E.g.: Alekseev et al., 2008, Arctic Sea Ice Data Sets in the Context of Climate Change During the 20th Century.
    - "September ice extent in the majority of the Siberian Arctic seas and in the Barents Sea reveal rapid shrinking during Arctic warmings in the 1920–1940s and 1990s. Significant correlation between surface air temperature and ice extent occurs in summer months with maximum in June under the influence of June maximum solar irradiation, and amplified by heat advection in the atmosphere and ice extent anomalies in the previous months. The relationship between variations of winter air temperature and ice extent is weaker because winter ice extent anomalies depend on air temperature anomalies as well as on the area occupied by a freshened upper layer. Good agreement between variations of the sum of summer air temperature in the marine Arctic and sea ice extent in September is found (correlation coefficient is 0.85)."
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  26. Re: Arkadiusz Semczyszak #23

    "Conclusion. As Frank said - it's energy imports determines the current scale and pace of rising temperatures in the Arctic. "

    We are talking about temperature anomalies in the arctic that are greater than temperature anomalies globally. That is, there is an increase in the arctic that is above and beyond what is happening globally. What mechanism would amplify the amount of energy going into the arctic from the rest of the globe when the arctic is relatively warmer than it has been?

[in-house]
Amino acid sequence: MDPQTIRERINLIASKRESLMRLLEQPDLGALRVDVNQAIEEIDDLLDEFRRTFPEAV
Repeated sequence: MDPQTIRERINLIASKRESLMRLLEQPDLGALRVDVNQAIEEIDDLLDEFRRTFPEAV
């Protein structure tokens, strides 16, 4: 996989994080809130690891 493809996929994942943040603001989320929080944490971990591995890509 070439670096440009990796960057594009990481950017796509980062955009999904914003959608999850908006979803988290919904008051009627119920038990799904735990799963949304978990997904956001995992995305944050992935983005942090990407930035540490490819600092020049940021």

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  27. Hmmm, seems the much vaunted "recovery" of arctic sea ice lasted barely one month.
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  28. Here's that link to information about the Southern Hemisphere and Antarctic again, johnd. Worth reading.

    Your original concern was about differences in response of the two hemispheres to a deranged energy budget. The reasons for why this is true are well understood; glancing at a map of the globe shows us why we should not expect the two halves of the planet to behave identically. The takeaway is, we've got a good grasp of why the Southern Hemisphere diverges from the Northern Hemisphere w/regard to a deranged energy budget. The effects you mention are interesting but in terms of budget they're akin to worrying about plugging a nickel into a parking meter when the payment on your automobile is $500USD/month.
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  29. Arkadiusz Semczyszak,
    not sure I understand your point. The paper main focus is on the vertical structure of the temperature anomaly following the new ERA-interim reanalysis. The latter is in constrat with previous reanalysis datasets:

    "We diverge considerably from ref.8 [Graversen et al., Nature 451, 53–56(2008).] in finding that the maximum Arctic warming is at the surface and that warming lessens with height in all seasons except summer.
    This vertical structure suggests that changes at the surface, such as decreases in sea ice and snow cover, are
    the primary causes of recent Arctic amplification."

    So, they are not discussing the origin of the warming but the feedback that can be inferred from this new reanalysis.
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  30. slightly off the point but possibly of general interest: